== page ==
Accomplish Any Goal by Doing Something Small, Every Day

Accomplish Any Goal by Doing Something Small, Every DaySEXPAND

It takes time to do anything worthwhile, but thankfully, we don’t need it all in one chunk. So this year, forget about the year as a whole. Forget about months and forget about weeks.

Focus on days.

This post originally appeared on Austin Kleon’s blog.

The day is the only unit of time that I can really get my head around. Seasons change, weeks are completely human-made, but the day has a rhythm. The sun goes up; the sun goes down. I can handle that.

There’s a reason many recovering alcoholics adopt “one day at a time” as their way of being. Here’s Richard Walker in Twenty-Four Hours A Day:

Anyone can fight the battles of just one day. It is only when you and I add the battles of those two awful eternities, yesterday and tomorrow, that we break down. It is not the experience of today that drives us mad. It is the remorse or bitterness for something that happened yesterday or the dread of what tomorrow may bring. Let us therefore do our best to live but one day at a time.

Building a body of work (or a life) is all about the slow accumulation of a day’s worth of effort over time. Writing a page each day doesn’t seem like much, but do it for 365 days and you have enough to fill a novel.
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Will Smart Machine Create a World without Work?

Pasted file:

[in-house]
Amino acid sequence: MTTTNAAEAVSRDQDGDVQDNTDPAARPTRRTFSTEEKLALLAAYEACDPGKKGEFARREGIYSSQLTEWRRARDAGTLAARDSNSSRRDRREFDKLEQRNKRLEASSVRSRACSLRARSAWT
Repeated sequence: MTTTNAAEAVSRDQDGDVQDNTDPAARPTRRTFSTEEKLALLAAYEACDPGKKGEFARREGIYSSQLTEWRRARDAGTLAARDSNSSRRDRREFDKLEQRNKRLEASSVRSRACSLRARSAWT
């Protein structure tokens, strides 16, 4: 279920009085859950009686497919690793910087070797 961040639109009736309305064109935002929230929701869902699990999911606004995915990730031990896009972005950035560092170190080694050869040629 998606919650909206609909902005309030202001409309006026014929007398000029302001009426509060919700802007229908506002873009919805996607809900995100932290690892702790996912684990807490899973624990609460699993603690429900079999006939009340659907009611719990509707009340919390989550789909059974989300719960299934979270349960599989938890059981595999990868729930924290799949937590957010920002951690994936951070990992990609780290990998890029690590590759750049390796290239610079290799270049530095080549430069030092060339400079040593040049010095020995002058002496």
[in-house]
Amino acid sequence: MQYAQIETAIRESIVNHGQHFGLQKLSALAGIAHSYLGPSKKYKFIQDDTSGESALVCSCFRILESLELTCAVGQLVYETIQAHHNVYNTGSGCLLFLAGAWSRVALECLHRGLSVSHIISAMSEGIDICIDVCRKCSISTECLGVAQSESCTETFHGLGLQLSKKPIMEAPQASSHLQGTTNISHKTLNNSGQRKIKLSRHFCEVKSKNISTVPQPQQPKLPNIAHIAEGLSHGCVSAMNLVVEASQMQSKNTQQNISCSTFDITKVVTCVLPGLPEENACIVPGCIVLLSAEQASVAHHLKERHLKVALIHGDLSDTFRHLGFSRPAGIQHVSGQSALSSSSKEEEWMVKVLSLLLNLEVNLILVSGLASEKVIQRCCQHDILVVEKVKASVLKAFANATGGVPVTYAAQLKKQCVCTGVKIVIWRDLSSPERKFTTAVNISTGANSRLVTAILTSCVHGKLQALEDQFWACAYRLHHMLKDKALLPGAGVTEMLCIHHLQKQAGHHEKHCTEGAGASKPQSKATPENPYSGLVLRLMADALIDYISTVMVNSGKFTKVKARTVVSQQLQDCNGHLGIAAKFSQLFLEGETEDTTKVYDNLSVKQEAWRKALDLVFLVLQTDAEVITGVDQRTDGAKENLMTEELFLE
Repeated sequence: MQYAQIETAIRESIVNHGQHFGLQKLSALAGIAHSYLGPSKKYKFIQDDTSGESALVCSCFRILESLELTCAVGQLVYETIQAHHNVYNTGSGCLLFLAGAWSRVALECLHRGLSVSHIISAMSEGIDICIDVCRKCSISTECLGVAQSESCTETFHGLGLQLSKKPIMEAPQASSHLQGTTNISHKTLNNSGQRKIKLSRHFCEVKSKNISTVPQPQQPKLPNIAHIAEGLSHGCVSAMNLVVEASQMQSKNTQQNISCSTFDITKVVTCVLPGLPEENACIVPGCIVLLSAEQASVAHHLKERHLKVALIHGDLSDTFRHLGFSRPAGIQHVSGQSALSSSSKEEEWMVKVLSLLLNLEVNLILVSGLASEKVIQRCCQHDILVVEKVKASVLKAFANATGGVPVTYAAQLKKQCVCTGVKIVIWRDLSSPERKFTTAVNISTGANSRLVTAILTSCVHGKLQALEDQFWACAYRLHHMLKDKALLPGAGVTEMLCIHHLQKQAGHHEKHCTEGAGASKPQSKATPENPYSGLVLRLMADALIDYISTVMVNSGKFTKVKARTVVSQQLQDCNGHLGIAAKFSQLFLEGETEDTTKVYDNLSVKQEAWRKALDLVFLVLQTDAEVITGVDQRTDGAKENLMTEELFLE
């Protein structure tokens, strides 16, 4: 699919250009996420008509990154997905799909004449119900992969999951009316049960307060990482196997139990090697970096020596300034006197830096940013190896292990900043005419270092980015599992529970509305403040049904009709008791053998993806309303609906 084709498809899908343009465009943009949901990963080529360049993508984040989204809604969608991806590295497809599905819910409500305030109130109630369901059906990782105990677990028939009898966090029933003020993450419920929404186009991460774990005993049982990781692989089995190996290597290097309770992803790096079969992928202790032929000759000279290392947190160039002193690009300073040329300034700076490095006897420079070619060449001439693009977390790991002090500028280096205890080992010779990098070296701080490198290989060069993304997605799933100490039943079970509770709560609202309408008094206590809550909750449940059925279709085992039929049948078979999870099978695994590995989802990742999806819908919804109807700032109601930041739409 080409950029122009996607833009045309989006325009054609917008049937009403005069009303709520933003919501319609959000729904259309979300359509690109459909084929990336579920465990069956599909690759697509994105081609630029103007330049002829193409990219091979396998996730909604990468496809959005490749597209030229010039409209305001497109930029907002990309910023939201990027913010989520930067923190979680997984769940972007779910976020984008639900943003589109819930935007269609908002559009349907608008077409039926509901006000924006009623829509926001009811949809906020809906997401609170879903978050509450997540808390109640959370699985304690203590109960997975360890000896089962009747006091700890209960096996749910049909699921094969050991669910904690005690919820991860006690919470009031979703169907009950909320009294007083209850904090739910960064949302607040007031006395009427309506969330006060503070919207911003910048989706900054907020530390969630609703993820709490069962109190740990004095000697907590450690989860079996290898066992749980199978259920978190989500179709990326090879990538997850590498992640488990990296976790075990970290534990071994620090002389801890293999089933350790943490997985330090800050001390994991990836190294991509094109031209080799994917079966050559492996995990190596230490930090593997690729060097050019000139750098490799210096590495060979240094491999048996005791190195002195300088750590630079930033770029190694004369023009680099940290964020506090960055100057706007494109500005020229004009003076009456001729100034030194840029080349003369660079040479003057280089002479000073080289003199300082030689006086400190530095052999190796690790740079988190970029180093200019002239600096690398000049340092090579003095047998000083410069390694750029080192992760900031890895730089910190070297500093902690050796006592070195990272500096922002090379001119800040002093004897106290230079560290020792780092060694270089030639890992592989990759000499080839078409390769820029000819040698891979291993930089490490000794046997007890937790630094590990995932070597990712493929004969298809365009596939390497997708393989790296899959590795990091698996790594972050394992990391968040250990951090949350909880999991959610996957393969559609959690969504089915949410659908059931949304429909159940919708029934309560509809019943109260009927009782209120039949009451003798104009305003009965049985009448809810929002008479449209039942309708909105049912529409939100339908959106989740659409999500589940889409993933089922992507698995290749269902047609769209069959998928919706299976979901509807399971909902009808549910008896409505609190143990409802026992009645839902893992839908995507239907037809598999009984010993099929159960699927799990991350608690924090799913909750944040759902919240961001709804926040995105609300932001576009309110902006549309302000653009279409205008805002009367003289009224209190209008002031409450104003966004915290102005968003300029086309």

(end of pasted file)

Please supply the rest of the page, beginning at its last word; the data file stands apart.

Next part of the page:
Paul Wiseman and Bernard Condon, The Associated Press, Washington | World | Fri, January 25 2013, 12:22 PM

They seem right out of a Hollywood fantasy, and they are: Cars that drive themselves have appeared in movies like “I, Robot” and the television show “Knight Rider.”

Now, three years after Google invented one, automated cars could be on their way to a freeway near you. In the US, California and other states are rewriting the rules of the road to make way for driverless cars. Just one problem: What happens to the millions of people who make a living driving cars and trucks —jobs that always have seemed sheltered from the onslaught of technology?

“All those jobs are going to disappear in the next 25 years,” predicts Moshe Vardi, a computer scientist at Rice University in Houston. “Driving by people will look quaint; it will look like a horse and buggy.”

If automation can unseat bus drivers, urban deliverymen, long-haul truckers, even cabbies, is any job safe?

Vardi poses an equally scary question: “Are we prepared for an economy in which 50 percent of people aren’t working?”
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